Women are constantly on high-alert for signs of violence in their workplace or on the street, but often times this abuse hits closer to home. The last place we want to look is in the eyes of someone we love. Unfortunately, however, one out of every four women will experience domestic violence. In fact, domestic violence is the leading cause of injury to women.
We’ve heard the statistics and we might even know someone who’s been in an abusive relationship, but we still never think it will happen to us. Even if it did, we tell ourselves that we would know better and that we could simply walk away.
Nobody could possibly know what it’s like to be in an abusive relationship until you are in one. You start off dating someone who seems nice and caring at first, but then suddenly turns ugly. By that point, however, you’re already in too deep. You have already fallen in love with that person, and struggle to accept that they aren’t the person you thought they were. You give them the benefit of the doubt and another chance. This one chance turns into a hundred chances, and suddenly you can’t get out of the vicious cycle.
Why is it so difficult for women to just walk away from domestic violence? Why do we not have enough respect for ourselves to see what it is we deserve in a relationship? Why are we willing to settle for something unhealthy and so scared of finding someone new?
First of all, society looks down on women who stay in abusive relationships and pities them for being “helpless” and “weak.” Domestic violence victims can’t be categorized into a stereotype, but range among all types of women. Yet society places a specific insecure, weak, vulnerable woman into the category of most likely to be in an abusive relationship.
Rather than ridicule or punish the man who commits the abuse, this wrong perception will fault the woman for putting up with it because she possesses these negative traits. Women are taught that it is our personality traits that got us into this problem, and therefore we feel we must solve it.
As a result, women are quick to blame themselves for why our significant other is acting so violently. We angered them, we upset them, we pushed their buttons — but none of this is true. It shouldn’t matter what you do or how you live your life, it is the man’s choice to react in a violent or physical way.
As little girls growing up, we learn fast to always be aware and to always be afraid. Girls are told to dress and act a certain way so as not to upset men, yet boys are not lectured on how to react when angry or treat women respectfully. A man’s anger is equal to his power, try and diminish it and you risk emasculating him. It is this gender stereotype that makes it easy for women to receive the blame for abusive relationships instead of the man.
“We accept the love we think we deserve” is I think one of the truest quotes about love out there. As stated above, women are always told that it is their fault for upsetting the man or dressing in a way that provokes him. Therefore, we believe that we deserve what happens to us. We chose to date this person, so naturally we deserve the consequences of that choice whether good or bad. This acceptance is entirely backwards.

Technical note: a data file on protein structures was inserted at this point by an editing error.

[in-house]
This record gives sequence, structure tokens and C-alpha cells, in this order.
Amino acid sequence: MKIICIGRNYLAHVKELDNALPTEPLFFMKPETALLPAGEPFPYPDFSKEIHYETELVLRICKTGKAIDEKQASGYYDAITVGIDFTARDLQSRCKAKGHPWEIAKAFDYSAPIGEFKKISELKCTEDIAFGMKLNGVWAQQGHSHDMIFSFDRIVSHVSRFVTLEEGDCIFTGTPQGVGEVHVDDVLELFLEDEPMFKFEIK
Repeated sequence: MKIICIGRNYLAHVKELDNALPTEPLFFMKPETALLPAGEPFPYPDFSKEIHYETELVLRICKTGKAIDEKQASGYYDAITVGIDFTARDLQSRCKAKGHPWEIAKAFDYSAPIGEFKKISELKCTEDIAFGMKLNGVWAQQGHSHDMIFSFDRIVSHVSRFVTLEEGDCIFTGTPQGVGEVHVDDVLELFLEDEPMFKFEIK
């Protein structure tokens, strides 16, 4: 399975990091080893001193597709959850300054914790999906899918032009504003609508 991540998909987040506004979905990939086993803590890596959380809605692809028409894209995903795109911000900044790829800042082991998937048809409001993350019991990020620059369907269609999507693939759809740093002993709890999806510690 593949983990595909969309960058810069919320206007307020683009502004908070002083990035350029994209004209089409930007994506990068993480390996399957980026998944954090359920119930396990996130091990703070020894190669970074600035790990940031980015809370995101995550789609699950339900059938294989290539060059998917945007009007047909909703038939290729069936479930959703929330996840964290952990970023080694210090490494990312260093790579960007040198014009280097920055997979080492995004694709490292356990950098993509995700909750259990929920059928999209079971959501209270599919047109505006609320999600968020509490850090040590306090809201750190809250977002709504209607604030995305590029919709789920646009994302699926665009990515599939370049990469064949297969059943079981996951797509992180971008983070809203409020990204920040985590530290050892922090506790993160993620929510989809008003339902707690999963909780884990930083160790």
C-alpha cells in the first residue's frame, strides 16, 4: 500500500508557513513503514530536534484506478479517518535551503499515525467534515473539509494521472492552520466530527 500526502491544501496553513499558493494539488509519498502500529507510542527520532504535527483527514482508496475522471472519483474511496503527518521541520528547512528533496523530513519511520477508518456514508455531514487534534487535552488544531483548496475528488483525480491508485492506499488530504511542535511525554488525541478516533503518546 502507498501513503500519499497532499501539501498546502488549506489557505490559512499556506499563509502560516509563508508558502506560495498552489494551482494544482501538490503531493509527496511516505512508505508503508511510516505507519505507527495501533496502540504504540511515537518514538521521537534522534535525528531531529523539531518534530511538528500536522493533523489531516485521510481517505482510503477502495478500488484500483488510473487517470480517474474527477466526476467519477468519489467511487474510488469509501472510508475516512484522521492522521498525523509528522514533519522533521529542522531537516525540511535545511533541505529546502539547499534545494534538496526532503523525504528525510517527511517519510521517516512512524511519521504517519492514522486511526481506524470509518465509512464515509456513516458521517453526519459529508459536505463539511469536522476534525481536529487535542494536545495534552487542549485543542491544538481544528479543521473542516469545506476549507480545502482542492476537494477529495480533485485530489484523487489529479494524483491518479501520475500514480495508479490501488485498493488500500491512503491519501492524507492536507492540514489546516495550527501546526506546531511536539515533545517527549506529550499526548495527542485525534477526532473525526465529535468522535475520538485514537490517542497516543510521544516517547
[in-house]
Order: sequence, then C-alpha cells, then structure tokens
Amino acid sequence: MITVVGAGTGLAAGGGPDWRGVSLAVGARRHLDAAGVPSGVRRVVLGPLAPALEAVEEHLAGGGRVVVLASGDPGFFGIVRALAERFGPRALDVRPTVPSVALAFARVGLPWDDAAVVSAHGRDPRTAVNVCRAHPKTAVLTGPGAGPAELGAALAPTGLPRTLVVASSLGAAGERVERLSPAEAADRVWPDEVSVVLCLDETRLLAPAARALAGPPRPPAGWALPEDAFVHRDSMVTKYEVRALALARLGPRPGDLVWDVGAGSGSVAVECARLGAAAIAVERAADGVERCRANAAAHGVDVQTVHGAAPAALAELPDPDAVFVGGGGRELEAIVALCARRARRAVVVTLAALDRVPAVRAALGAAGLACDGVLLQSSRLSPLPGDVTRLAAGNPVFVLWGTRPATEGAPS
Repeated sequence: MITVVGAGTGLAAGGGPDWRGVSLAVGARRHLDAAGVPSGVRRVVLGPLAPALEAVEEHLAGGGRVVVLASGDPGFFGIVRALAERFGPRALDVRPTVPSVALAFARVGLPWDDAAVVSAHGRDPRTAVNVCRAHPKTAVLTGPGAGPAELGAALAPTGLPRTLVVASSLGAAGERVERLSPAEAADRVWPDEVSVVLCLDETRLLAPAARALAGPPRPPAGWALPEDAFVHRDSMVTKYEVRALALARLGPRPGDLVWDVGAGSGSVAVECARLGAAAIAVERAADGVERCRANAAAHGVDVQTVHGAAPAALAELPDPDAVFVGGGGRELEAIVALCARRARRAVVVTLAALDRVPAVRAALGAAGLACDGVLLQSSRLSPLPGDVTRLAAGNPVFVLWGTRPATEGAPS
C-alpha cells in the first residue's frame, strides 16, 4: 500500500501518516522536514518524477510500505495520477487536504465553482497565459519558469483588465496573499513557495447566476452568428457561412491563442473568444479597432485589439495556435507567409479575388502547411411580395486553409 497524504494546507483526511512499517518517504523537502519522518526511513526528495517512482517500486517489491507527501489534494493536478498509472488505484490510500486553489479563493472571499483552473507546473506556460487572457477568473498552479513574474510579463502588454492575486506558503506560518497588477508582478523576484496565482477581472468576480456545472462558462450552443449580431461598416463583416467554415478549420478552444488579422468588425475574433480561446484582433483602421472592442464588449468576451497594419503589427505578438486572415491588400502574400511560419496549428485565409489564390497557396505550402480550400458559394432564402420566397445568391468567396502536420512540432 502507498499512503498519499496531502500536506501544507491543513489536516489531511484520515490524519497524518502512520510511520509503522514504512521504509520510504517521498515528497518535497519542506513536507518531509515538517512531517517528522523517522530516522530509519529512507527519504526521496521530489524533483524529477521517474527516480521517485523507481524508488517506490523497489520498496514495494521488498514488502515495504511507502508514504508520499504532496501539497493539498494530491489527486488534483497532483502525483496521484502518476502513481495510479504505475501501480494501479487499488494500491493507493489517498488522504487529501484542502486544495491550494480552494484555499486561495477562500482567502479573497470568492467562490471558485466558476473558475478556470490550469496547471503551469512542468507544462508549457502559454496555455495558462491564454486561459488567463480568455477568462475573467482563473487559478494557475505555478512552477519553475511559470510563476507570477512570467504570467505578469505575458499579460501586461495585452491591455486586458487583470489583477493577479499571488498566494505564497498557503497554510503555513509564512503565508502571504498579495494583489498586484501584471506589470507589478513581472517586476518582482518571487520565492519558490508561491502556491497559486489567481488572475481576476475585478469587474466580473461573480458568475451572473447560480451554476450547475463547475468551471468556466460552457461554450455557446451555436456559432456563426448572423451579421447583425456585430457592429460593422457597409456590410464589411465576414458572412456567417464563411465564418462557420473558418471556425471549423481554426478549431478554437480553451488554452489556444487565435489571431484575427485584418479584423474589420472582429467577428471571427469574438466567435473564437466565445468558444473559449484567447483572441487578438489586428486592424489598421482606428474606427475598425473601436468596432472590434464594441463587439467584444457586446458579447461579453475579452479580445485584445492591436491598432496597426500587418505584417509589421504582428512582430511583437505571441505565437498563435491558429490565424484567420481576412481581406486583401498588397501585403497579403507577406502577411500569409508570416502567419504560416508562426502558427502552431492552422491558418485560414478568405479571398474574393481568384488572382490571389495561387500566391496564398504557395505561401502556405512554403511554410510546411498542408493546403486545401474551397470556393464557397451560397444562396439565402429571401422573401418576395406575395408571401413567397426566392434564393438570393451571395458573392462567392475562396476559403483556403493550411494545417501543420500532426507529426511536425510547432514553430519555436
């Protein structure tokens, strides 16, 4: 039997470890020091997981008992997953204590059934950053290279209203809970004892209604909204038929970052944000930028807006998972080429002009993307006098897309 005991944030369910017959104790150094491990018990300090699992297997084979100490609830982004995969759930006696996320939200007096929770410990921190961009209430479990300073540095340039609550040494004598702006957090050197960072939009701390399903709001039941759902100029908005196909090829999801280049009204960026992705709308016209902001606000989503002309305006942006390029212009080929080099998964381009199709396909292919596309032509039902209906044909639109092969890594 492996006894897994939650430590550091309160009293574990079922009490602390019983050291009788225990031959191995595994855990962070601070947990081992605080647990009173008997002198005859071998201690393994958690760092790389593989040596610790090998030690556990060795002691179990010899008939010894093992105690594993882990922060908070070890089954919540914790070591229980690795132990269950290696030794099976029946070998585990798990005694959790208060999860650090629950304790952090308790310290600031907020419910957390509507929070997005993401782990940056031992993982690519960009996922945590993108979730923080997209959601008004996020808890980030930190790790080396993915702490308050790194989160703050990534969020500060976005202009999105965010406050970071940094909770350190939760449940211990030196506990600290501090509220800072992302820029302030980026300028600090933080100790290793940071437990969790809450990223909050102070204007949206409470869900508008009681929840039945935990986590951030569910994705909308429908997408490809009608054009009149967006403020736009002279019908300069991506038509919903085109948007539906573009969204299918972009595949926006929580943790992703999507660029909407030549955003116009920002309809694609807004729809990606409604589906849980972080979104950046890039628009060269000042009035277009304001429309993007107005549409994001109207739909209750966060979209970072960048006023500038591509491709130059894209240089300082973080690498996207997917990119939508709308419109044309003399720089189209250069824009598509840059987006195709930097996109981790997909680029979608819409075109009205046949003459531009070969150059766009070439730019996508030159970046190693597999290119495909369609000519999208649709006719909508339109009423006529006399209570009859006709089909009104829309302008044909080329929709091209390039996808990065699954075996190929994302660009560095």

You often don’t choose who you fall in love with, and you definitely don’t choose who hurts you. What you do choose is how you respond to it. Rather than believing you did something to deserve being called a nasty name or slapped across the face, believe your gut that tells you those actions were wrong. If it’s one thing women have that men don’t, it’s a killer instinct that never leads us wrong.
Women look for a loving relationship, not an abusive relationship. Therefore, it isn’t fair to say that it’s the woman’s fault for sticking herself in an unhealthy relationship. The search for love is not easy, and neither is opening up to someone or letting them in.
I know from personal experience that if you fall in love once, you generally don’t have a desire to do it again. You convince yourself that this person is the one and no matter what goes wrong, you’re going to stay right where you are. When things do go wrong, your first instinct isn’t to give up or leave, but to stick it out. Consequently, you end up settling and sinking yourself deeper into the mud.
Additionally, women tend to convince themselves that they can’t do better or they won’t find someone else to love them. We are overly aware of our faults and weird habits, so the thought of finding another person to accept us again seems scary or impossible. Our chances of finding love again seem slim, but while we’re too busy analyzing our imperfections, someone else is busy admiring our best traits.
Women might be victims of domestic violence, but that doesn’t mean we should be victimized, pitied or blamed. There are multiple other explanations for why some women stay in abusive relationships, but these explanations don’t involve them possessing weak traits or not having a brain. The last thing women in these relationships need is more criticism and judgement. What women need instead is understanding and support.